Using Data in Schools for Better Practices: Need Technical & Professional Capacity

As data becomes more and more important in the public eye, the demand for evidence to support policy and practice in all sectors has increased dramatically. The education sector is not an exception. Parents now expect that schools change their policies and practices after reflecting on reliable and valid data, and show that there has been improvement in student learning and achievement.

Principals and teachers appreciate that there are high expectations in terms of data-based decision making. These demands means that, at all levels of the education system (school, district, state, & national), having data at your fingertips is essential for education professionals. Accessing, analyzing, and interpreting data to decide on what to do to change classroom practices (or not) is now considered an essential dimension of school work.

There are two key components to making evidence-informed practices a part of school processes:

1. Technical Requirement: Data management system to collect, store, and provide ready access to data

2.  Professional Requirement: Professional capacity to use data effectively to inform practice.

Governments, school districts and schools are all creating processes and practices to facilitate data access and analysis. There has been a serious increase in the technology to host this practice because there is a technical component that can really facilitate those tasks.  Most schools and school systems have tailor  made or off-the-shelf student information systems – sometimes known as school information systems or school management systems because they are often sold as an administration tool. These systems generally act as a data warehouse. The systems that are set up appropriately help educational leaders organize the data and facilitate access for all relevant staff.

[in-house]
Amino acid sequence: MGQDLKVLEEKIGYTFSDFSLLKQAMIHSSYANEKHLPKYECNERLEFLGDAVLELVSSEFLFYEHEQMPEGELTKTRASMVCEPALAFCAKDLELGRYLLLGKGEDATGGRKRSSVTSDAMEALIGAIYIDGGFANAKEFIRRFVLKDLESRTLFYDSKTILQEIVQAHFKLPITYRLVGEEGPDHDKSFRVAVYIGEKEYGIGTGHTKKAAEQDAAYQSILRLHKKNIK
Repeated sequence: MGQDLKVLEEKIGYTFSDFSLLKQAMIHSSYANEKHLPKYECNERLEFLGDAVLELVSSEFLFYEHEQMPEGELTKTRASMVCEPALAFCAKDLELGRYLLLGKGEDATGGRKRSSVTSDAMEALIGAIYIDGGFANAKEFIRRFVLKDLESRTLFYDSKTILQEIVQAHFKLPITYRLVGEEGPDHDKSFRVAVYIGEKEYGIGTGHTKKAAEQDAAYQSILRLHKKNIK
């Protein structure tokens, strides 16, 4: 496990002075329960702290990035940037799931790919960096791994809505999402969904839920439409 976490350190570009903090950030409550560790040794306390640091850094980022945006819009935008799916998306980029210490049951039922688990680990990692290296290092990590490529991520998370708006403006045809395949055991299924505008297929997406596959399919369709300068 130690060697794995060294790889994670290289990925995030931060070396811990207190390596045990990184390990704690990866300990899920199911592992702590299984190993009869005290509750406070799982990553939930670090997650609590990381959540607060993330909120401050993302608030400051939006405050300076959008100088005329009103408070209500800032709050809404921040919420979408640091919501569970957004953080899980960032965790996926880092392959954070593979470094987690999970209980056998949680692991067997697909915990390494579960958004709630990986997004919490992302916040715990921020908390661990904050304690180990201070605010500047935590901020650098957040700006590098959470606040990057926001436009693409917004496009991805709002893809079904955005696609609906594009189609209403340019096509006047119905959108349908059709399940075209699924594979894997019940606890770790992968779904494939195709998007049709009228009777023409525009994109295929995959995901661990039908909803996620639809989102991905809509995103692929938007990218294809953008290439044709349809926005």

This technical solution to support a larger need is important. It allows for teachers, principals, and district leaders to focus on the thinking rather than get caught up in data management. But although a SIS is critical to facilitating evidence-informed decision making, it is only a tool! How the tool gets used in schools is actually what makes a difference to classroom and school improvement & effectiveness.

So what is the key to making the shift in practice? Capacity to effectively utilize the data for educational decision making. Teachers, principals, district leaders all need the capacity to utilize data for decision-making so that the investment in SIS is not wasted.

There are some tempting one-shot workshops on how to use a particular SIS. These training sessions/modules are best described as how to navigate data management systems. This is a technical requirement when using SIS – it is not a human capacity focus on data-based decision making. Although the technical requirement is important because teachers and educational leaders need to know how to navigate their SIS to readily access and analyze their data, it is not sufficient. This technical requirement is not part of the professional knowledge and skills school staff need to understand: What kind of data is required? What kind of questions to ask of the data? How to find answers that matter to the classroom and school?